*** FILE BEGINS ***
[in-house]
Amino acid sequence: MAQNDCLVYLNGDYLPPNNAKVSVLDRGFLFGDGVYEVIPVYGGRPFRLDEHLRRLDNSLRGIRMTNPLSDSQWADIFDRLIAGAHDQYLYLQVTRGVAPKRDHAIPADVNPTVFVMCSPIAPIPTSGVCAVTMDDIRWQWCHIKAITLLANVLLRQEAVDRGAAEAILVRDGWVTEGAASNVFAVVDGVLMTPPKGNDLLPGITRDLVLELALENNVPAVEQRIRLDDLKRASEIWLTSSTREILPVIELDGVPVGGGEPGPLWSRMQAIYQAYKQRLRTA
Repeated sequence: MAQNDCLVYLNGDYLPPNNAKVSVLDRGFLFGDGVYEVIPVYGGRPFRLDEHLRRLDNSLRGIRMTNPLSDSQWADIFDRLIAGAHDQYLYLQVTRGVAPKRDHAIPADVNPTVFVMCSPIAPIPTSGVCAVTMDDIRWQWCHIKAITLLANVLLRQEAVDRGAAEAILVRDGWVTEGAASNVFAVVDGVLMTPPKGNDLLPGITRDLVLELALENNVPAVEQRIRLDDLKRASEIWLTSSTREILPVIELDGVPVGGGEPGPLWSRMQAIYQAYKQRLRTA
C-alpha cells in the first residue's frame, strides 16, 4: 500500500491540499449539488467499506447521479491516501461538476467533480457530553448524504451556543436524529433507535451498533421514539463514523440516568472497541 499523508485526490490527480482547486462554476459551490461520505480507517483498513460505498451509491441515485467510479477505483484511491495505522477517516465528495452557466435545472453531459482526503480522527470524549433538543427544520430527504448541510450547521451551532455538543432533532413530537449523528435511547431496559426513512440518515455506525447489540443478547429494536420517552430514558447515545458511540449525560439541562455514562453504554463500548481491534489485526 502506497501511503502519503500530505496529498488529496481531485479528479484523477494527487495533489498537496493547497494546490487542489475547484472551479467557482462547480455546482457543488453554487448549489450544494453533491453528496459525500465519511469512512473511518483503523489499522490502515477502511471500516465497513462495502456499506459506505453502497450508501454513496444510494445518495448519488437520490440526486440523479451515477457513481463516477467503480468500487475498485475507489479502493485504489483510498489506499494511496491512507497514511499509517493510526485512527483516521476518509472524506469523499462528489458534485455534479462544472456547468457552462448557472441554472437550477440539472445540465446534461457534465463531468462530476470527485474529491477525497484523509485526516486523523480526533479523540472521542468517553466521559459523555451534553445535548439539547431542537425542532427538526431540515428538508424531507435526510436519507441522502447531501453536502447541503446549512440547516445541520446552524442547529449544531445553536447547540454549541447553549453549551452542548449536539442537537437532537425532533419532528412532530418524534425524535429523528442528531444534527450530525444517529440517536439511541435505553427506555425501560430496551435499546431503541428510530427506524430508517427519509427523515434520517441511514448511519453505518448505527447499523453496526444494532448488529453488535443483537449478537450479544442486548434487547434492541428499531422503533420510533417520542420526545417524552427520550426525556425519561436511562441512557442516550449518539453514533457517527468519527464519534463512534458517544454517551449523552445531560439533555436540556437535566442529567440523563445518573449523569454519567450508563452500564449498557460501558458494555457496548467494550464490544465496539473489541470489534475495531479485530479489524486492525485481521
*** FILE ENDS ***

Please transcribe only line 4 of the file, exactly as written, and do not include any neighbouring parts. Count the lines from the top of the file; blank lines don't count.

C-alpha cells in the first residue's frame, strides 16, 4: 500500500491540499449539488467499506447521479491516501461538476467533480457530553448524504451556543436524529433507535451498533421514539463514523440516568472497541 499523508485526490490527480482547486462554476459551490461520505480507517483498513460505498451509491441515485467510479477505483484511491495505522477517516465528495452557466435545472453531459482526503480522527470524549433538543427544520430527504448541510450547521451551532455538543432533532413530537449523528435511547431496559426513512440518515455506525447489540443478547429494536420517552430514558447515545458511540449525560439541562455514562453504554463500548481491534489485526 502506497501511503502519503500530505496529498488529496481531485479528479484523477494527487495533489498537496493547497494546490487542489475547484472551479467557482462547480455546482457543488453554487448549489450544494453533491453528496459525500465519511469512512473511518483503523489499522490502515477502511471500516465497513462495502456499506459506505453502497450508501454513496444510494445518495448519488437520490440526486440523479451515477457513481463516477467503480468500487475498485475507489479502493485504489483510498489506499494511496491512507497514511499509517493510526485512527483516521476518509472524506469523499462528489458534485455534479462544472456547468457552462448557472441554472437550477440539472445540465446534461457534465463531468462530476470527485474529491477525497484523509485526516486523523480526533479523540472521542468517553466521559459523555451534553445535548439539547431542537425542532427538526431540515428538508424531507435526510436519507441522502447531501453536502447541503446549512440547516445541520446552524442547529449544531445553536447547540454549541447553549453549551452542548449536539442537537437532537425532533419532528412532530418524534425524535429523528442528531444534527450530525444517529440517536439511541435505553427506555425501560430496551435499546431503541428510530427506524430508517427519509427523515434520517441511514448511519453505518448505527447499523453496526444494532448488529453488535443483537449478537450479544442486548434487547434492541428499531422503533420510533417520542420526545417524552427520550426525556425519561436511562441512557442516550449518539453514533457517527468519527464519534463512534458517544454517551449523552445531560439533555436540556437535566442529567440523563445518573449523569454519567450508563452500564449498557460501558458494555457496548467494550464490544465496539473489541470489534475495531479485530479489524486492525485481521